Plasmacytoid dendritic cell

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Plasmacytoid dendritic cells (pDCs) are innate immune cells that circulate in the blood and are found in peripheral lymphoid organs. They develop from bone marrow hematopoietic stem cells and constitute < 0.4% of peripheral blood mononuclear cells (PBMC).[1]

In humans they exhibit plasma cell morphology and express CD4, HLA-DR, CD123, blood-derived dendritic cell antigen-2 (BDCA-2), Toll-like receptor (TLR) 7 and TLR9 within endosomal compartments, but do not express high levels of CD11c or CD14, which distinguishes them from conventional dendritic cells or monocytes, respectively. Mouse pDC express CD11c, B220, BST-2/Tetherin (mPDCA) and Siglec-H and are negative for CD11b.

As components of the innate immune system, these cells express intracellular Toll-like receptors 7 and 9 which detect ssRNA and unmethylated CpG DNA sequences, respectively.[2] Upon stimulation and subsequent activation, these cells produce large amounts (up to 1,000 times more than other cell type) of type I interferon (mainly IFN-α (alpha) and IFN-β (beta)), which are critical pleiotropic anti-viral compounds mediating a wide range of effects.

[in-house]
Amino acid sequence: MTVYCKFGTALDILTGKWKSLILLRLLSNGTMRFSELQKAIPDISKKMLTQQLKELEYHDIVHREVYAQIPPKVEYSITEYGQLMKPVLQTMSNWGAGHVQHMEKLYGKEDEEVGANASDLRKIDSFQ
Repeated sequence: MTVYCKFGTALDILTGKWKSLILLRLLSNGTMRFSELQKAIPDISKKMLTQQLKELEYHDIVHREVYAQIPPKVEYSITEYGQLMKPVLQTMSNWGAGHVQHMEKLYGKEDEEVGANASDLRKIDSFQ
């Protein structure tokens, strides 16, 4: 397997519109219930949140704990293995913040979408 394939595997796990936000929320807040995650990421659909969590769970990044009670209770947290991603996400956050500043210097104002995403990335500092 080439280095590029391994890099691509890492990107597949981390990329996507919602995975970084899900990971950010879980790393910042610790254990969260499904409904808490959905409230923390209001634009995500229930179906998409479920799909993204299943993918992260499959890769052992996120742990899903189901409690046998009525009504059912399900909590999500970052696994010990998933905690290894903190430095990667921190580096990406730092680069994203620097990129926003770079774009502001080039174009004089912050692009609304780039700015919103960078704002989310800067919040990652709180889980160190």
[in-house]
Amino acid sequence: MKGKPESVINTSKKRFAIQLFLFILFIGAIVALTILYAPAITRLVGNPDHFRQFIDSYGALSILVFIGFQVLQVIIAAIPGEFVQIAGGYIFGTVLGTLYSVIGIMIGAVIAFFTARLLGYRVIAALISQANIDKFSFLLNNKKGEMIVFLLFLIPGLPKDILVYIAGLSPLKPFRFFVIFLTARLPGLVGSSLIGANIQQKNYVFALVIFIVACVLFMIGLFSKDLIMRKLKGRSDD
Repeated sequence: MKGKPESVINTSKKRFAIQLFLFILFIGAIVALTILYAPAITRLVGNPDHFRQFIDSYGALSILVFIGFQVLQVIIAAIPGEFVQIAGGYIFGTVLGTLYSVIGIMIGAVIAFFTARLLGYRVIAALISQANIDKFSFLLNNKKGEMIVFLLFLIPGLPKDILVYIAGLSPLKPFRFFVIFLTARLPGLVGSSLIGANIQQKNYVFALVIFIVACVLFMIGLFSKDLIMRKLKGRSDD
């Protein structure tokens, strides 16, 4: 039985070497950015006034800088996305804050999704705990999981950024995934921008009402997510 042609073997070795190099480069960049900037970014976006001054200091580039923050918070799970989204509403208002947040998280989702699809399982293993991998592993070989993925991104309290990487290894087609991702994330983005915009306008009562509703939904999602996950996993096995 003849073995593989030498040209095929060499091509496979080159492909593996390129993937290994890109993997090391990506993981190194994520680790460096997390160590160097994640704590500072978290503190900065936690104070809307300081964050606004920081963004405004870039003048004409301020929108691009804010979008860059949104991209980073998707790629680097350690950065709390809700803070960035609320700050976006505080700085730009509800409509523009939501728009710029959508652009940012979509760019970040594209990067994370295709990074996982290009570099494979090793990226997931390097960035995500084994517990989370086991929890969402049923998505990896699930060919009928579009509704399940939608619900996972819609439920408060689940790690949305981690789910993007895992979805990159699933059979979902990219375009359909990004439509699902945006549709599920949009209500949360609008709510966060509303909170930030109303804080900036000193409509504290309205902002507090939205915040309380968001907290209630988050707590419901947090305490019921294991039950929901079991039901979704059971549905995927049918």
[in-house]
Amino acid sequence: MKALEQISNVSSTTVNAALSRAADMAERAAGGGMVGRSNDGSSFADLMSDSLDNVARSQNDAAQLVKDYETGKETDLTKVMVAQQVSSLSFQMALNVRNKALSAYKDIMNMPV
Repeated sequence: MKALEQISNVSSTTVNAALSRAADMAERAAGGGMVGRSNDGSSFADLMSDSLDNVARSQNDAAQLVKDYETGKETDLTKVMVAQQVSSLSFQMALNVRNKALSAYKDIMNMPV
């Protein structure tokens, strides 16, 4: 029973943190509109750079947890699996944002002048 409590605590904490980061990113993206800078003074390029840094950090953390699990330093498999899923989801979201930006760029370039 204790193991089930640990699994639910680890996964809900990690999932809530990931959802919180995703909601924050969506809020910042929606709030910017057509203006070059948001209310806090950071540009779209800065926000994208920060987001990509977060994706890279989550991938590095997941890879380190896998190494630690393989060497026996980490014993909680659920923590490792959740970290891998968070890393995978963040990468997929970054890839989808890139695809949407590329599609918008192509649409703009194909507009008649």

The number of circulating pDCs are found to be decreased during chronic HIV infection as well as HCV infection.


  1. ^ Tversky JR, Le TV, Bieneman AP, Chichester KL, Hamilton RG, Schroeder JT (May 2008). "Human blood dendritic cells from allergic subjects have impaired capacity to produce interferon-alpha via Toll-like receptor 9". Clin. Exp. Allergy. 38 (5): 781–8. PMC 2707903Freely accessible. PMID 18318750. doi:10.1111/j.1365-2222.2008.02954.x. 
  2. ^ Gill MA, Bajwa G, George TA, et al. (June 2010). "Counterregulation between the FcepsilonRI pathway and antiviral responses in human plasmacytoid dendritic cells". J. Immunol. 184 (11): 5999–6006. PMID 20410486. doi:10.4049/jimmunol.0901194.